I’ve been using various Go examples / tutorials to take a deeper look into core.async. The CSP pattern is a very interesting and powerful, it’s good move for Clojure to “throw in” with Go and push this style of programming.
core.sync works at s-expression level, where some other JVM solutions (Kilim, Pulsar) do the same on byte code level. The main benefit of doing these transforms on s-expression level is that they are applicable to ClojureScript, where CSP can be a very neat way out of callback hell. David has written about this.
The go macro
Now, one limitation of the go macro is that it can’t “look into” other functions / closures. This difference stands out quite clearly when reading Go code where you can put “go” in-front of function calls.
This causes the
Assert failed: >! used not in (go ...) block error. In this case it’s easily fixed, simply move the
(go ...) embrace into the
put-all! function or inline the body of the function.
Please note that inlining an anonymous function does not work (fails with the error as above)
However, if the function you’re inlining is tail recursive, you can use the approach above by using the
loop/recur form (which the go macro can translate).
I.e. it’s possible to simulate putting go around a function call by inlining it’s body – if it’s tail recursive (or not recursive at all).
Non-tail recursive functions
Now for a more involved example, we want to walk a binary search tree and put the values on a channel. When all results have been put on the channel we want to close it.
Here’s a simple version of the walker (using the thread blocking
Then we can use the
same function to see if 2 trees are identical;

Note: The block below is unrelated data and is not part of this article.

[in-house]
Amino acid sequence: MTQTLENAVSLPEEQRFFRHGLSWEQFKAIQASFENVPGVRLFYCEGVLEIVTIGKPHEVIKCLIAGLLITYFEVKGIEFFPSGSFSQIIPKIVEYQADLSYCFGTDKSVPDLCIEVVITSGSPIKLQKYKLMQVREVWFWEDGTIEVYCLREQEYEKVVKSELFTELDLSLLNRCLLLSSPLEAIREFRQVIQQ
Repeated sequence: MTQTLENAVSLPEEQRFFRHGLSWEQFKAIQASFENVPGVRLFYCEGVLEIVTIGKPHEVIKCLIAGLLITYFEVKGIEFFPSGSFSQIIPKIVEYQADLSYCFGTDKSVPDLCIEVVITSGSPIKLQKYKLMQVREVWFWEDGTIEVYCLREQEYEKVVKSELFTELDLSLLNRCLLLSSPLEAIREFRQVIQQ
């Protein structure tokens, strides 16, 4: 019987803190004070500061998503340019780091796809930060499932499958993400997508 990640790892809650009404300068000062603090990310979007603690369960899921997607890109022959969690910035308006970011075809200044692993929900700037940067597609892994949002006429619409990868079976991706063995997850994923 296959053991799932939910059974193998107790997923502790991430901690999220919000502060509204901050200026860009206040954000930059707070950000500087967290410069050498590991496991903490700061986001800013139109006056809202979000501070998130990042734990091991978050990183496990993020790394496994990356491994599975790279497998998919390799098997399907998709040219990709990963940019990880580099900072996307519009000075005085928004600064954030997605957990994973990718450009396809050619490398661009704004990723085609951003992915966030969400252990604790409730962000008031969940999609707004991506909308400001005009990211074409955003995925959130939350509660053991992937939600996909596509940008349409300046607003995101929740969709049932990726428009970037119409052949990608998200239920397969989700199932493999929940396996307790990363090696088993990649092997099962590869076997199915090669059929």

How do we convert this to use go blocks? We ideally want to have the entire
walker function done by one go process, so that we can close the channel when the that function returns. Embracing the body of that function with
(go ..) gives us the problem that the channel immediately closes before we get a chance to put anything on it.
Also, we’ll get a new go process for every node in the tree (every recursive call), so not all processing is done in “one place”.
Ok, let’s try to inline the body of the walker function so we can call
close! when it’s done.
Hm, this won’t work because of the restriction of the go macro described above. If the walker function would have been tail recursive, we could have used the
loop/recur form where the
((fn ..)) is and this approach would work, but not in this case.
Let’s give up the idea of using one go process per tree and see if we can’t use some kind of synchronisation to not call
close! too early.
Here we put the
close! calls in another go block and then we wait for the call to walker to “finish” before moving on to close the channel. What it means for the “walker to finish” is that the go block for the top node of the tree terminates (since every node in the tree will have it’s own go block).
This looks promising, but the results in the channel can be in any order (since there are no order guarantees in the scheduling of go processes) – this also means that some of the values might be missing since the “top” go process can be scheduled before a child one.
We need a little bit more synchronisation to arrive at a working solution.
Now all the nodes will be processed (by different go processes) but in the correct order.
The complete solution can be found here, note that the
(thread ...) embrace in the
same function has been removed.
A final word of advice, when converting Go examples to core.async remember no to do
Thread/sleep in your go blocks! In go, the sleep function is integrated in the go routine scheduling, this is not the case in core.async. See here for a deeper explanation why.